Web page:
“If you can’t tell, I’m a little discombobulated,” said Asheville City Manager Gary Jackson. “I am dry, though. I’m in dry clothes.”
Jackson, along with Asheville Mayor Esther Manheimer and Buncombe County’s new District Attorney, Todd Williams, spoke at the Council of Independent Business Owners’ Jan. 9 breakfast meeting at A-B Tech’s Enka Campus. The trio were updating those in attendance on the current state of recruiting a police chief and planning director, changes at the District Attorney’s office, and other topics.
But first, Jackson filled everyone in on City Hall getting flooded Jan. 8. The incident forced the closure of the building for two days. According to Jackson, a joint in the 85-year-old galvanized piping on the 7th floor burst, spewing 10,000 gallons of water in a matter of minutes.
“There was a flood line about this high,” he said, indicating the 3- or 4-foot high moulding along the window sills in the meeting room. City Hall’s 6th floor bore most of the damage, he says, though the 5th didn’t escape a soaking, either. Water also gushed down the elevator shafts, so as of Jan. 9, the building still had no elevator service.
“We already have contractors on the 6th floor ripping out carpet and the ceiling. … We anticipate it will be completely gutted, and it’ll be weeks before those employees are there.”
Jackson ensured that city business will continue, and somehow “all of our telecommunications are still up and operating.”
Jackson also provided updates on the hiring processes for a new Asheville police chief, as well as for a new Planning and Urban Design department director.
“We are in the process of casting the net for both those positions,” said Jackson. “The planning director search is a bit ahead of the police chief search.”
With interviews and assessments through March, city officials seek to bring on a new planning director by May 11. Jackson also said the search firm the city is contracting to administer the nationwide recruitment process has indicated there are “15 or 16 applicants.”
As for a new police chief, Jackson says the target date is June 1. “We always use a professional search firm to bring us the best pool. We want to make sure we know the waters.”
In response to a question about unrest and turmoil in the police department, and how it would impact the search for a police chief, Jackson said: “We want to figure out what’s really doing on. We don’t want to just listen to command staff, or 44 employees. We want to hear from all employees.”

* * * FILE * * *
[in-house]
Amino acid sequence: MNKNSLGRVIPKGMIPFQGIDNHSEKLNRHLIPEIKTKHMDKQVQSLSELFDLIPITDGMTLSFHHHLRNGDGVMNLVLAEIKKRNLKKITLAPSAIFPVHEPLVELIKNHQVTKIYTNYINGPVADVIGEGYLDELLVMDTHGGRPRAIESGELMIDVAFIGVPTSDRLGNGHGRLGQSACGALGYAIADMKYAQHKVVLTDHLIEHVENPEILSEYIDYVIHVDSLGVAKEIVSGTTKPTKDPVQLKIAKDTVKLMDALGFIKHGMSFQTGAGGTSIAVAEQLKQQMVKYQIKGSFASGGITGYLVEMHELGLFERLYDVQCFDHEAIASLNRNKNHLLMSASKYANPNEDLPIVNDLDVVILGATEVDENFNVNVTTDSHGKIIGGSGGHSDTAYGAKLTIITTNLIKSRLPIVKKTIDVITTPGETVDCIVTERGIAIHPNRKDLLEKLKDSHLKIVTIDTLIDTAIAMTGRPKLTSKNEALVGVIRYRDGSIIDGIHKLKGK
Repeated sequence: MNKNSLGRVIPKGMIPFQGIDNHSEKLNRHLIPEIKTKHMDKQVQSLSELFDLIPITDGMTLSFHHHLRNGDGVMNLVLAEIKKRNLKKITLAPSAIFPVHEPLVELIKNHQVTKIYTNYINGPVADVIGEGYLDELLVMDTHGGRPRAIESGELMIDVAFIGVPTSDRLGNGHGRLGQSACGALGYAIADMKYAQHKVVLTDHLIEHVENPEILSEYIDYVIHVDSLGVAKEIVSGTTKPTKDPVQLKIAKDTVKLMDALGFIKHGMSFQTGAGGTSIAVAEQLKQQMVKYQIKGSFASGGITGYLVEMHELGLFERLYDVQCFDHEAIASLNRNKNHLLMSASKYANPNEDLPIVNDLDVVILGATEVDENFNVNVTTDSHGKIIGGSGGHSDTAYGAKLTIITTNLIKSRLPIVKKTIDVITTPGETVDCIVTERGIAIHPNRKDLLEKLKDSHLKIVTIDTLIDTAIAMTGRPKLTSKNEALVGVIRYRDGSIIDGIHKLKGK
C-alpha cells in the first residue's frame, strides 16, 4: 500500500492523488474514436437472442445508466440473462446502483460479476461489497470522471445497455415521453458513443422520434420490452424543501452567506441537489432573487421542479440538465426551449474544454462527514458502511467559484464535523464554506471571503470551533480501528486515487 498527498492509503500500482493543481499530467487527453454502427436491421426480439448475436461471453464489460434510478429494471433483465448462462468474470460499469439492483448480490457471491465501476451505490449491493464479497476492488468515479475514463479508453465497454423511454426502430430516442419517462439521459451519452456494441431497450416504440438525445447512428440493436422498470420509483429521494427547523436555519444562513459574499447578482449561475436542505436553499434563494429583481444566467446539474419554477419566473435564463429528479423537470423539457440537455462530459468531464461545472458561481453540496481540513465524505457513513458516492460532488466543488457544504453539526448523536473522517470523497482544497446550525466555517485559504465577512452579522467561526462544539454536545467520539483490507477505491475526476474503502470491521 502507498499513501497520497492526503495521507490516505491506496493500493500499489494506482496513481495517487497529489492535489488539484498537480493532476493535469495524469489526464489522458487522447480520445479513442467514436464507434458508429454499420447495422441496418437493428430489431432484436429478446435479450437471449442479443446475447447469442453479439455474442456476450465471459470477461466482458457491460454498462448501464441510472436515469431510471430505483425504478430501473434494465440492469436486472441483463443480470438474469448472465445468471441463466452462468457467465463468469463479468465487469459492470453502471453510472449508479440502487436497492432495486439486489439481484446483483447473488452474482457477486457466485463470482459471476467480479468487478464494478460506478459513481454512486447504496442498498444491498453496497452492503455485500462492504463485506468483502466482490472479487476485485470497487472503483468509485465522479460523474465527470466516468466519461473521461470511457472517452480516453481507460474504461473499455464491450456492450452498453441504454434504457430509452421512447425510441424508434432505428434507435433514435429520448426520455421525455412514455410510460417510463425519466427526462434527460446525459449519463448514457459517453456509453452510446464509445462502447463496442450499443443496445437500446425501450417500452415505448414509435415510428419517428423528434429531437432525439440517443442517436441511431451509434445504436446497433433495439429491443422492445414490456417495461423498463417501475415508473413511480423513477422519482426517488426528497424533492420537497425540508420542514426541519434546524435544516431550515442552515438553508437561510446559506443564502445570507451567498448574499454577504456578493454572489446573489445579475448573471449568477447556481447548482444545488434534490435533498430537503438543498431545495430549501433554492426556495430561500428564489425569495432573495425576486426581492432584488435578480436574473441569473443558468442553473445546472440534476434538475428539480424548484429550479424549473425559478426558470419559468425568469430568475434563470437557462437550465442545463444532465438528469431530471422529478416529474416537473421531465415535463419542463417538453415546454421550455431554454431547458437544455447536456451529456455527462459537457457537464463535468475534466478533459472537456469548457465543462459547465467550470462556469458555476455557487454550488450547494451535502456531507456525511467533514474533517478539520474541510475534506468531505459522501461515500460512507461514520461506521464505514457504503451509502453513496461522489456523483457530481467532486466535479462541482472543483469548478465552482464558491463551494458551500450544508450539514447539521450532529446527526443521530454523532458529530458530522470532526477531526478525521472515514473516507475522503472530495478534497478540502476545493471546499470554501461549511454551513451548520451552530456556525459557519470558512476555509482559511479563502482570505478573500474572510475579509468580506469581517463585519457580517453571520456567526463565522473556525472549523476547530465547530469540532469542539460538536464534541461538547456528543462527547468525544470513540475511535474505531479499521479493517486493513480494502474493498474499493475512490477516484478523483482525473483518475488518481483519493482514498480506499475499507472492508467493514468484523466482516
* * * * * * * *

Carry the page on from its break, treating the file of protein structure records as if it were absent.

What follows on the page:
Jackson said the city has “engaged Matrix Consulting,” a California consulting firm.
“They work with departments in far worse turmoil than ours is, frankly,” he said. “They’re coming in and doing focus group discussions, anonymous surveys, the opinion and input of all of our employees.”
Jackson referenced the turmoil that led to the departure of former Police Chief Will Anderson, saying, “We’re going to get to the bottom of those issues,” and recognize that there “are significant internal problems. We’re working on understanding those concerns, and that there are causes to that discontent.”
Newly elected DA Williams, on his “5th day on the job,” he said, also presented an overview of the direction the office will take, including a new Veteran’s Treatment Court. Williams said it “is going to happen” in the coming year.
“You can have an individual that goes from zero to 60, where there’s a certain set of triggers that causes conduct that makes an otherwise law-abiding veteran of overseas conflict to get charged with very serious crimes. I’m exciting about getting Veteran’s Treatment Court online.”
Williams says the goal will be to funnel veterans through that court and divert them from criminal prosecution, citing the “wonderful resource we have in the [local] VA” as an instrumental component.
A child advocacy center, said Williams, is in the works as well.
“The purpose is to bring a child who has suffered from a crime or traumatic incident and sit them down with someone who can do a one-step, competent, fell-swoop interview … with law enforcement and psychological social workers to conduct the interview. So the child tells the story online once, and [is] not subjected to multiple interviews. I think it will engender an improved prosecution of child abuse cases.”
Williams also iterated a goal to create an advisory council where “issues can be presented on a quarterly or maybe biannually basis,” and mentioned that the office has also created a twitter feed at BuncombeCountyDA.
“I want to find new ways to reach out to our community,” he said.